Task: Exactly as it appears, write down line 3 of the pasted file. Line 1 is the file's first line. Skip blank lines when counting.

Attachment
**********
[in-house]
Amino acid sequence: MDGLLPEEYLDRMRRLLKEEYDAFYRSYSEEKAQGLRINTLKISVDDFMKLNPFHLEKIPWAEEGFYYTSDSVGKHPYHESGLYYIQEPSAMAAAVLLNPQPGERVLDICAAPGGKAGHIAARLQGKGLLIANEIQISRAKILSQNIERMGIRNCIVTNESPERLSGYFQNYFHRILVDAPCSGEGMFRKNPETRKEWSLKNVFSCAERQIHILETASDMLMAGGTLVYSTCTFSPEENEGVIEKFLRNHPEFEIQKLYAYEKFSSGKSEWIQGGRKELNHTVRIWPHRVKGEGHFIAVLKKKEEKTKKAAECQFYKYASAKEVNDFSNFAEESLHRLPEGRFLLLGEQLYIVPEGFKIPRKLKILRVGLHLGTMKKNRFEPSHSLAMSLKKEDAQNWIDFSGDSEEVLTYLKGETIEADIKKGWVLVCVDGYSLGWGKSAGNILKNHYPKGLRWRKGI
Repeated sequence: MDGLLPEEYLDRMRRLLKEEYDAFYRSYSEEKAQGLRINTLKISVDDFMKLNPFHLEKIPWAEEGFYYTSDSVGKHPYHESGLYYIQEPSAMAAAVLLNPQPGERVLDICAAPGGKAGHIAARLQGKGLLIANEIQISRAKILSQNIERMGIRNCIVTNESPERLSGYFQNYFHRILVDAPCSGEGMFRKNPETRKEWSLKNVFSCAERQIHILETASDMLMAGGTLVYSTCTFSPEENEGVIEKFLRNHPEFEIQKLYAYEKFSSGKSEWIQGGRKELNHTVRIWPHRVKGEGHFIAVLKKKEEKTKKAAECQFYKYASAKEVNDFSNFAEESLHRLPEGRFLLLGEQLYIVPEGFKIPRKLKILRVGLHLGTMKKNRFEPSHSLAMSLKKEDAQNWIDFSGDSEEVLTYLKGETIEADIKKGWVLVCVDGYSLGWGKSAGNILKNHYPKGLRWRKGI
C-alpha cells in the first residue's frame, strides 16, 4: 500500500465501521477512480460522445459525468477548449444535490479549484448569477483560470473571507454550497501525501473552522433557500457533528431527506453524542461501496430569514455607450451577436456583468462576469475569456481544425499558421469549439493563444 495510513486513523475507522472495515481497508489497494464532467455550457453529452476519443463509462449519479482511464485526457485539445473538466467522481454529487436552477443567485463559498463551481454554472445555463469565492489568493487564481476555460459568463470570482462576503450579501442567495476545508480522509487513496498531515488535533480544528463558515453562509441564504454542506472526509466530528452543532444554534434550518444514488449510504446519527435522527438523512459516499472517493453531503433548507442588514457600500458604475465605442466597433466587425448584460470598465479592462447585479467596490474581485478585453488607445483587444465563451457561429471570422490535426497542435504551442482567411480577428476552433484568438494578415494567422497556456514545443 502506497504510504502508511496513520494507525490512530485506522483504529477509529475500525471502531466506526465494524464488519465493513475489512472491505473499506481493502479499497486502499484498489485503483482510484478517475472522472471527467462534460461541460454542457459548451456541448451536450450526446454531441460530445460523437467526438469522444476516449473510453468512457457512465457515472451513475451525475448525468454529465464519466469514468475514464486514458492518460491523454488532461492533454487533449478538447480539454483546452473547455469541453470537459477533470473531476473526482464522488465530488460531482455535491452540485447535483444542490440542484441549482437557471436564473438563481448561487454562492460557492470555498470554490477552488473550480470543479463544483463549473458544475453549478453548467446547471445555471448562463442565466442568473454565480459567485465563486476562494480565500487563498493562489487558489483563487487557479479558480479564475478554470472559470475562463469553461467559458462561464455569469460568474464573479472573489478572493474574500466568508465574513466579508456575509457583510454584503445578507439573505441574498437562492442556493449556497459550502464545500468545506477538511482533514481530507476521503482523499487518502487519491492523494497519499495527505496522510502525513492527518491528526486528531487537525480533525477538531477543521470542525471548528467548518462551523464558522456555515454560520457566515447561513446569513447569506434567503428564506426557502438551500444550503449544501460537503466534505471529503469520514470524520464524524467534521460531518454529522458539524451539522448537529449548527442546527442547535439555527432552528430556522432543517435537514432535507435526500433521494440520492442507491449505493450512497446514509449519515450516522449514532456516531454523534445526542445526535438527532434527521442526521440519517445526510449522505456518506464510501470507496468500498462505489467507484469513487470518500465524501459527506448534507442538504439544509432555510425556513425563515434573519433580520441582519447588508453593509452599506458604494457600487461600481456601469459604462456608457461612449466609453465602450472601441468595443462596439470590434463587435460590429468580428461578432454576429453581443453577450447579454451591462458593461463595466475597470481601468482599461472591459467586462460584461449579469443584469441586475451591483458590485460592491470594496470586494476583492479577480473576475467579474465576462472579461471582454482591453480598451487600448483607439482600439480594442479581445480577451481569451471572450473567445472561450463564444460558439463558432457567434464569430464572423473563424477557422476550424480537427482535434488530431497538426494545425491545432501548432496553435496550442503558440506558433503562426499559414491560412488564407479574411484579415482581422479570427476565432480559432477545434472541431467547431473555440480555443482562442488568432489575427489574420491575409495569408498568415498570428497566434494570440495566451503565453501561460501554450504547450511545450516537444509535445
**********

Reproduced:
Repeated sequence: MDGLLPEEYLDRMRRLLKEEYDAFYRSYSEEKAQGLRINTLKISVDDFMKLNPFHLEKIPWAEEGFYYTSDSVGKHPYHESGLYYIQEPSAMAAAVLLNPQPGERVLDICAAPGGKAGHIAARLQGKGLLIANEIQISRAKILSQNIERMGIRNCIVTNESPERLSGYFQNYFHRILVDAPCSGEGMFRKNPETRKEWSLKNVFSCAERQIHILETASDMLMAGGTLVYSTCTFSPEENEGVIEKFLRNHPEFEIQKLYAYEKFSSGKSEWIQGGRKELNHTVRIWPHRVKGEGHFIAVLKKKEEKTKKAAECQFYKYASAKEVNDFSNFAEESLHRLPEGRFLLLGEQLYIVPEGFKIPRKLKILRVGLHLGTMKKNRFEPSHSLAMSLKKEDAQNWIDFSGDSEEVLTYLKGETIEADIKKGWVLVCVDGYSLGWGKSAGNILKNHYPKGLRWRKGI